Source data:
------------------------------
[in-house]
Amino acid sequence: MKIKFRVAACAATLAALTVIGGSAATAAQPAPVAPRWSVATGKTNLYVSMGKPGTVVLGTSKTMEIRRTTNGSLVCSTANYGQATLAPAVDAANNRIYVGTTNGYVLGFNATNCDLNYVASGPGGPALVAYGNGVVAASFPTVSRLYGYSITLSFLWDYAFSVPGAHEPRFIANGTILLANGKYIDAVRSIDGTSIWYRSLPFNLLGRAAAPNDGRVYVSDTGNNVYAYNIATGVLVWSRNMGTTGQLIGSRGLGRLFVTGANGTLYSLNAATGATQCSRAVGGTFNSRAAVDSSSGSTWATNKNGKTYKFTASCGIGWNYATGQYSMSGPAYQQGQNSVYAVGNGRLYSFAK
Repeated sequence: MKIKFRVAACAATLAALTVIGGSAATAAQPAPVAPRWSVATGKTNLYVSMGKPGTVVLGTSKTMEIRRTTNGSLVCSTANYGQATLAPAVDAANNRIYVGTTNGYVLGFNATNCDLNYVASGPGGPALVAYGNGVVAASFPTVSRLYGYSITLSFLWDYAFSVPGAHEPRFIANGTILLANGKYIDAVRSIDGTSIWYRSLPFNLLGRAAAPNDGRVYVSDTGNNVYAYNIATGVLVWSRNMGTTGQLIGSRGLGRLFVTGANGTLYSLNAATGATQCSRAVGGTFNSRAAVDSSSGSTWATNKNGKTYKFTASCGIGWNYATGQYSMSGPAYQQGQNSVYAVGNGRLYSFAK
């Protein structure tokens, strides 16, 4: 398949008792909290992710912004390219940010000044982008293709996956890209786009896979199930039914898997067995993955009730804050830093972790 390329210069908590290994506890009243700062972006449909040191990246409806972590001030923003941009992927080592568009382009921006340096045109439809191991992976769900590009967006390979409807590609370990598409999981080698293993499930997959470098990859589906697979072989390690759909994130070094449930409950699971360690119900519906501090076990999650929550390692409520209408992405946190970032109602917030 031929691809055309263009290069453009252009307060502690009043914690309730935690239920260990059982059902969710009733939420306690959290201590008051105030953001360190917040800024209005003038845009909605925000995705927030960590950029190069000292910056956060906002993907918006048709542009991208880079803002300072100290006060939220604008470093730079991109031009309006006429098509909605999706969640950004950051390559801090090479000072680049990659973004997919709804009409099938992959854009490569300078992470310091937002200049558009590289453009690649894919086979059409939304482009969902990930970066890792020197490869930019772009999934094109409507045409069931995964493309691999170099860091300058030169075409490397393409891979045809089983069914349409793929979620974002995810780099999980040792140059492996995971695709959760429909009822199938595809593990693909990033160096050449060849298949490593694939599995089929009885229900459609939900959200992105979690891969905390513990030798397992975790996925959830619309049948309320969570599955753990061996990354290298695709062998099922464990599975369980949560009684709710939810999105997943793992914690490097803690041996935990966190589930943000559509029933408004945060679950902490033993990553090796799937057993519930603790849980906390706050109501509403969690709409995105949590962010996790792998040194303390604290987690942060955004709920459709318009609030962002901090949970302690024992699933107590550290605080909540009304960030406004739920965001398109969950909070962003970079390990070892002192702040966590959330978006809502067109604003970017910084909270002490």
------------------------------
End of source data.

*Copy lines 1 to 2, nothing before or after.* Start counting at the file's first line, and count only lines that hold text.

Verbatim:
[in-house]
Amino acid sequence: MKIKFRVAACAATLAALTVIGGSAATAAQPAPVAPRWSVATGKTNLYVSMGKPGTVVLGTSKTMEIRRTTNGSLVCSTANYGQATLAPAVDAANNRIYVGTTNGYVLGFNATNCDLNYVASGPGGPALVAYGNGVVAASFPTVSRLYGYSITLSFLWDYAFSVPGAHEPRFIANGTILLANGKYIDAVRSIDGTSIWYRSLPFNLLGRAAAPNDGRVYVSDTGNNVYAYNIATGVLVWSRNMGTTGQLIGSRGLGRLFVTGANGTLYSLNAATGATQCSRAVGGTFNSRAAVDSSSGSTWATNKNGKTYKFTASCGIGWNYATGQYSMSGPAYQQGQNSVYAVGNGRLYSFAK